The purpose of this study was to determine whether a measure of viewing time that uses non-erotic visual stimuli can differentiate between frequent users and infrequent users of pornography. Thirty-six male participants were classified as infrequent pornography users and 37 as frequent users. Participants completed a questionnaire and were asked to rate a variety of images, both male and female of varying ages, on their sexual attractiveness. Individuals were timed as to how long they looked at each image. The groups were then compared based upon their viewing time of several categories. No statistically significant differences were detected. The temporal stability of the measure was also investigated. Researchers found that for the two groups, high correlations were found with juvenile females and adult females, somewhat strong correlations for small male child and pre-juvenile female, and relatively weak correlations for adult males, small female child, juvenile male, and pre-juvenile male. Researchers also attempted to differentiate the two groups based upon their temporal stability. A statistically significant difference between the groups was found with their viewing times of pre-juvenile females; however, the researchers caution the readers about its interpretation. Researchers concluded that perhaps the viewing time measure used in this study was not sufficiently sensitive enough to differentiate on pornography use. They indicated that perhaps viewing time measures utilizing erotic visual stimuli may be more effective in detecting such a difference. The researchers also speculated that there may be differences between pornography users and non pornography users and that pornography may not be the factor responsible for causing callousness towards women, acceptance of rape myths, and a reduction in sexual and marital satisfaction. The researchers suggested that there may be another factor responsible for causing these negative effects and also predisposes an individual to heavy pornography use.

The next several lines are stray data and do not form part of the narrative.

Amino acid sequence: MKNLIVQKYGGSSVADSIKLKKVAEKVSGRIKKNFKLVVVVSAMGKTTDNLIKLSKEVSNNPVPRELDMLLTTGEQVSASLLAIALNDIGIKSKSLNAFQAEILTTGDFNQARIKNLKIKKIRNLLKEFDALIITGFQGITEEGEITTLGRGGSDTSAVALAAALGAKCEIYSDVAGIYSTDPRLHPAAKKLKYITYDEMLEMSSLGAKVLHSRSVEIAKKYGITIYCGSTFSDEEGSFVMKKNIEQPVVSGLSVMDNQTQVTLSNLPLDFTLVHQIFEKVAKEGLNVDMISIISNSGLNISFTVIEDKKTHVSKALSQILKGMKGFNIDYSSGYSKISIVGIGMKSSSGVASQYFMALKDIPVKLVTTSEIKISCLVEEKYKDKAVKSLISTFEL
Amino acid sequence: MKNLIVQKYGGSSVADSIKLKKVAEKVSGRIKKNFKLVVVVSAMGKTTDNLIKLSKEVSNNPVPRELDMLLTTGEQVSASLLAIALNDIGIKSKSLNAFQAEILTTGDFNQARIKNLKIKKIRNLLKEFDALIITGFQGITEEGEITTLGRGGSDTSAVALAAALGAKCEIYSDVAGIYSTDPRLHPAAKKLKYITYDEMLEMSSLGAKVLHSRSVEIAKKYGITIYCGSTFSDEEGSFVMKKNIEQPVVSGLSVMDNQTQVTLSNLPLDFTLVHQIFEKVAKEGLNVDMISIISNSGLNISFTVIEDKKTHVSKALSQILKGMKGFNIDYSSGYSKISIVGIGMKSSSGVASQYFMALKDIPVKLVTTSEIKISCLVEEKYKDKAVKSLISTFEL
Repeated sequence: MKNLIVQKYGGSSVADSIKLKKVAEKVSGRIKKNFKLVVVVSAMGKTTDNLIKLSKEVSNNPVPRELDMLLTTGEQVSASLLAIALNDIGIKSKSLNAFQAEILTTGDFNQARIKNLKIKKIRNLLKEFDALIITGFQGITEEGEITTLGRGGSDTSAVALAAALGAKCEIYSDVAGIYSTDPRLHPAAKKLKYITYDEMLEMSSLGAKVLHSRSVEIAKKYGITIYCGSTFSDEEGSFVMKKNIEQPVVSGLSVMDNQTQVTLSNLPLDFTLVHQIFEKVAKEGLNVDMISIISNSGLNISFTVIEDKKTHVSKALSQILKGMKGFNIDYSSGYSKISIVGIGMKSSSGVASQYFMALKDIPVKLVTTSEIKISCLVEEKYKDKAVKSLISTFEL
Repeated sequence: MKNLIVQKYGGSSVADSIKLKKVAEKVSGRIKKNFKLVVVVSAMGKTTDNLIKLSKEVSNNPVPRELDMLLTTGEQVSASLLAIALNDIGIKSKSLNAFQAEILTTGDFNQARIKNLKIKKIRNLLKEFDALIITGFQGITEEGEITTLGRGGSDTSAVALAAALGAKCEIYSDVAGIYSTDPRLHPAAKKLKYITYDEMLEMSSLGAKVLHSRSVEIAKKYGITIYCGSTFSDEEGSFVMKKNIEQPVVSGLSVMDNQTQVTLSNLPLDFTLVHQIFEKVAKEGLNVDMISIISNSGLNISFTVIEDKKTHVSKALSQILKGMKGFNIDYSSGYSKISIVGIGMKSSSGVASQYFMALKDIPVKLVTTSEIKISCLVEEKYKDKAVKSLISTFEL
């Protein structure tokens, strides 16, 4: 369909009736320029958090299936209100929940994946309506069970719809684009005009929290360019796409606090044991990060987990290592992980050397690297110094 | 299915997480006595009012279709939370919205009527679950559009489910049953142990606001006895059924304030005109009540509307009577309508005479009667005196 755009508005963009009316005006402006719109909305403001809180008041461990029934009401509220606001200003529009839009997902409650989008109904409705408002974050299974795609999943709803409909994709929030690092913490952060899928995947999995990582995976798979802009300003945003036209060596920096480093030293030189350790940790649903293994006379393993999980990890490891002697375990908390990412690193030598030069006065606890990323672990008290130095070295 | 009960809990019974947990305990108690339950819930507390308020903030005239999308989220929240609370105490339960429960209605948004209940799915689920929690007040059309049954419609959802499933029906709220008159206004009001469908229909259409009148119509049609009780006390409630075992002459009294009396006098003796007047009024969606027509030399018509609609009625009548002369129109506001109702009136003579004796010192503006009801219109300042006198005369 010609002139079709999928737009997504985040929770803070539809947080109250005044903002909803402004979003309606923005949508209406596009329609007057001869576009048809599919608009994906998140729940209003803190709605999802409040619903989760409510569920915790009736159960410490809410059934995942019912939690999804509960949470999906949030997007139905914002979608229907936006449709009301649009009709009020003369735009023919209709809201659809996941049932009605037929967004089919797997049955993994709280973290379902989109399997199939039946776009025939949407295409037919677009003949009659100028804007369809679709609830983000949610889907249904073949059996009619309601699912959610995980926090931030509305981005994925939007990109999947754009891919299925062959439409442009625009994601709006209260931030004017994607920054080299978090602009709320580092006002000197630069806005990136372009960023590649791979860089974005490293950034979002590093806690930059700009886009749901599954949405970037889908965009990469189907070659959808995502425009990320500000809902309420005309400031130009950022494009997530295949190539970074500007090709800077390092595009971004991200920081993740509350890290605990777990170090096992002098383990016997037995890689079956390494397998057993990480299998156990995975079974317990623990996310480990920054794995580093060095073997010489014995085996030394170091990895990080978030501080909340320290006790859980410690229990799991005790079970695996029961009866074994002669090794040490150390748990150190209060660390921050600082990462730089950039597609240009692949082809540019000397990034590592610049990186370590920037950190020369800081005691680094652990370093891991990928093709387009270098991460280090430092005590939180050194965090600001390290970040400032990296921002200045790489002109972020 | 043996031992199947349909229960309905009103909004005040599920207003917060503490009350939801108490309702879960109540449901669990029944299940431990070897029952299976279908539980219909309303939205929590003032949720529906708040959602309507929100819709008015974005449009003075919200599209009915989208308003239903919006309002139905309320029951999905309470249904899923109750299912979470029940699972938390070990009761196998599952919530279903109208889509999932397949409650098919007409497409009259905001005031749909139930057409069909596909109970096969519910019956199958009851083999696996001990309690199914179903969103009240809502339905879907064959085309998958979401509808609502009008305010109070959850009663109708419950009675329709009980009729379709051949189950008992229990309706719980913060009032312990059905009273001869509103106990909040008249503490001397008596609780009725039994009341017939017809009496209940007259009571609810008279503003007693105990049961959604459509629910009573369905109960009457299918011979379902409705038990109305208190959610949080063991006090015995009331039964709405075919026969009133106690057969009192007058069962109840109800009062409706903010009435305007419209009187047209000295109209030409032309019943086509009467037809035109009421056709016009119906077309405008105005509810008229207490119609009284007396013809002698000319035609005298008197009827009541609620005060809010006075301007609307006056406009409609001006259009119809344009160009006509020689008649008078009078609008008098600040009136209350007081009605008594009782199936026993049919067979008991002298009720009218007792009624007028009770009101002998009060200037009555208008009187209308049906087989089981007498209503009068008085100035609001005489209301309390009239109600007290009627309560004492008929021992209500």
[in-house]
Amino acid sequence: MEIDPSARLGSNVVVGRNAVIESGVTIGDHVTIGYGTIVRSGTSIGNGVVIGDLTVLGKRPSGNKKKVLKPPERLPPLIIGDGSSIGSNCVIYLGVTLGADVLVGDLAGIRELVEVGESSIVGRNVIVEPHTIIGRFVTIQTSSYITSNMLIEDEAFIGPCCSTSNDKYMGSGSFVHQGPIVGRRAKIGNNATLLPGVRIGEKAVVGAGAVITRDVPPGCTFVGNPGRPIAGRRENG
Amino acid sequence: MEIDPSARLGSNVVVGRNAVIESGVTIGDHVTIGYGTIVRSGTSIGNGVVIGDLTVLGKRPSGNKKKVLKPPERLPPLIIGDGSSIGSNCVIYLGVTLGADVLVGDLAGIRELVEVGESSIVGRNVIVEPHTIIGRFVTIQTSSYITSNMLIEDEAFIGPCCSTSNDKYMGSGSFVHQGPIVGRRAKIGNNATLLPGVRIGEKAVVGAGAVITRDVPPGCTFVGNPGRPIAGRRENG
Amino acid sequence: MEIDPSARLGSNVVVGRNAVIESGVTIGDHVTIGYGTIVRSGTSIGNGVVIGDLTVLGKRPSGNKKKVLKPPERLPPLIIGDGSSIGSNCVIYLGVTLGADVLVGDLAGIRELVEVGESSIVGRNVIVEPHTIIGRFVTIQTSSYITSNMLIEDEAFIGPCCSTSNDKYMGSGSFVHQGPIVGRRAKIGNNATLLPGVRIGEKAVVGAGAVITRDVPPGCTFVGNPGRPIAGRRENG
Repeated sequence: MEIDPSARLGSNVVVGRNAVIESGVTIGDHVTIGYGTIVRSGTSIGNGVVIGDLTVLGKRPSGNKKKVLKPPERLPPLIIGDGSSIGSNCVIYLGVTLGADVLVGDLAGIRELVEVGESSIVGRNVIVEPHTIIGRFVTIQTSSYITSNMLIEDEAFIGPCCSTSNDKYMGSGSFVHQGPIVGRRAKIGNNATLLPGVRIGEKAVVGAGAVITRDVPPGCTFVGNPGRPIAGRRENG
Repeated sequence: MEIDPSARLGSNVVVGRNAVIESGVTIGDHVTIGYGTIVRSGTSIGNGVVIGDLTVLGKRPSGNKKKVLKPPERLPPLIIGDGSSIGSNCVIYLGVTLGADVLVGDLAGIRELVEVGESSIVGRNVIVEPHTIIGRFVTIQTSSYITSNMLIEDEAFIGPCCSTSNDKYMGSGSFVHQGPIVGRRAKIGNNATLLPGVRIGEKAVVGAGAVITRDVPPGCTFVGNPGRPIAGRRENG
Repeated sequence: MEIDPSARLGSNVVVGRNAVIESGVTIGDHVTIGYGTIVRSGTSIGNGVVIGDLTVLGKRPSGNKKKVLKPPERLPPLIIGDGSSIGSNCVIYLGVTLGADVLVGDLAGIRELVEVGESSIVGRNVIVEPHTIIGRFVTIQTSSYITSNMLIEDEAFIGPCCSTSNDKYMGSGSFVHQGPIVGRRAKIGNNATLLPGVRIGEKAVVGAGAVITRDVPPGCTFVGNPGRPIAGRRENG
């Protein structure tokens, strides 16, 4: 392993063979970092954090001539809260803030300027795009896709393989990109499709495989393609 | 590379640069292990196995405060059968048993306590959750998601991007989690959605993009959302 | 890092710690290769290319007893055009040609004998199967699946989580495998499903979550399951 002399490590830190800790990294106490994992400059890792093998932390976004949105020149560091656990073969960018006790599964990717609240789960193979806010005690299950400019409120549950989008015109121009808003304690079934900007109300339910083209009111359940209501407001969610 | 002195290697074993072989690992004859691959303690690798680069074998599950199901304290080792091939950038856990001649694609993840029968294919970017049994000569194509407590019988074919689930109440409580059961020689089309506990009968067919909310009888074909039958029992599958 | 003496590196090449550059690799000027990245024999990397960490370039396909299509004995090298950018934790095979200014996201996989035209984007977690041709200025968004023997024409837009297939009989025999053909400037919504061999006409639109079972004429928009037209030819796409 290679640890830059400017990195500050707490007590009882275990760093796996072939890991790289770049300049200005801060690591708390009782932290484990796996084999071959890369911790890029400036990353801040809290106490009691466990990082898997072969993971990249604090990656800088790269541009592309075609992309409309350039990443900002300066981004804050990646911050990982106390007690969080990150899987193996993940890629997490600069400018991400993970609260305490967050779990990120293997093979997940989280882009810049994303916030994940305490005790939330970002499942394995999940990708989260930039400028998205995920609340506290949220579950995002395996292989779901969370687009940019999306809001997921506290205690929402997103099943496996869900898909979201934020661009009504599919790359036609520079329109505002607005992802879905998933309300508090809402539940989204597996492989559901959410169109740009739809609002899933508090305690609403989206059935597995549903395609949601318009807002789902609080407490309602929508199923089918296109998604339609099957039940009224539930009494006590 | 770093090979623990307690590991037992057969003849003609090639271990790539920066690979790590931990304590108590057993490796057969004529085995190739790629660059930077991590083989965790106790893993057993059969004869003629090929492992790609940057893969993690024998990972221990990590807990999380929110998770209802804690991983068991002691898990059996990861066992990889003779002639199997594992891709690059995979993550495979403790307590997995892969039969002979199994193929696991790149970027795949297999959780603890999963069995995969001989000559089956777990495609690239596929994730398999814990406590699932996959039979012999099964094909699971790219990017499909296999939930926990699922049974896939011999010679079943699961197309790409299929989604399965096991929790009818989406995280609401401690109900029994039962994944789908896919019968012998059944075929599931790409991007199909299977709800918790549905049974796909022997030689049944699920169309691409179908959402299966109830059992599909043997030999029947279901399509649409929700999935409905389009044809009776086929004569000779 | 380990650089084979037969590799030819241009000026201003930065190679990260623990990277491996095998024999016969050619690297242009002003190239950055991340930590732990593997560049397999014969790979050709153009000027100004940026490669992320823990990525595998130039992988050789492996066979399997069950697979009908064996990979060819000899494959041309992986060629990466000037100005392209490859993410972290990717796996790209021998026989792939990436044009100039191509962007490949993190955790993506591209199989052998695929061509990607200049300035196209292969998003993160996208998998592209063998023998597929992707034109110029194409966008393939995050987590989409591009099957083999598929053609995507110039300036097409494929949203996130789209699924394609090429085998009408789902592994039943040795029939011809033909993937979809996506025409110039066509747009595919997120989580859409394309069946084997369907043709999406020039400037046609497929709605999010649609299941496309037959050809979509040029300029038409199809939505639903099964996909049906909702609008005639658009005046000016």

College and Department

David O. McKay School of Education; Counseling Psychology and Special Education



Date Submitted


Document Type





viewing time, sustained visual attention, sexual interest, pornography